In the scenario where only one of you is listed on the deed to the home, the unnamed partner may be passed over during probate. This means that the house will be inherited by the nearest blood relative. When you establish joint tenancy, the home transfers immediately to your partner upon your death. As an added bonus the property will also avoid probate.
Accept And Acknowledge Other Heirs With A Will
With the creation of a will, it is possible to name your partner as a beneficiary in your will if you would like your assets to be transferred to them if you pass away. You can provide for your partner at the same time as you leave assets to the other loved ones in your life.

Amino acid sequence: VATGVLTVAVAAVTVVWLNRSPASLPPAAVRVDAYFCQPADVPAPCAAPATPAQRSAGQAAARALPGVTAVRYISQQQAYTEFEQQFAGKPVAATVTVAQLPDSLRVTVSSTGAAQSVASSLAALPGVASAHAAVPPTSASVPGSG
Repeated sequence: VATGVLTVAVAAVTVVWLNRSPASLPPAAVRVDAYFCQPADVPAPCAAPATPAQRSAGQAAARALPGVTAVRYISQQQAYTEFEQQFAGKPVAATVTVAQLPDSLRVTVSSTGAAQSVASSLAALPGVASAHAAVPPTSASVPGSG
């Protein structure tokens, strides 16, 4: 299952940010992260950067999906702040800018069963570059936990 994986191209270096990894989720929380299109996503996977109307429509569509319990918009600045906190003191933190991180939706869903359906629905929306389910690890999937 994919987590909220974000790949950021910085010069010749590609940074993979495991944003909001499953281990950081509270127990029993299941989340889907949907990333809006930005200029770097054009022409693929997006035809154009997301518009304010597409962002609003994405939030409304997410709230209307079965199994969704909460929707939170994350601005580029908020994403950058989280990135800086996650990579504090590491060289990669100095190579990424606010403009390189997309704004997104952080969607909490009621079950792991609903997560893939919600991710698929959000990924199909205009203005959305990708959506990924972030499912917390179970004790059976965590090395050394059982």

In a scenario where one of you has children, you may be able to create a life estate for the surviving partner. This gives the partner the right to live in the home until they pass away and the house is left to the children. With the use of your will, you can clearly designate which assets are set aside for your other relatives and which ones go to your partner.
Creation Of Powers Of Attorney
Durable powers of attorneys are one of the most useful tools for unmarried couples in New York. Without a power of attorney, your partner won’t have access to your funds or the ability to make medical decisions on your behalf.
Please note that you will need two documents, a financial power of attorney and a healthcare proxy (medical power of attorney).
As soon as your partner is appointed as your power of attorney, they will be able to receive information about your health and treatment, pay your bills, and make key life decisions in the event you become incapacitated.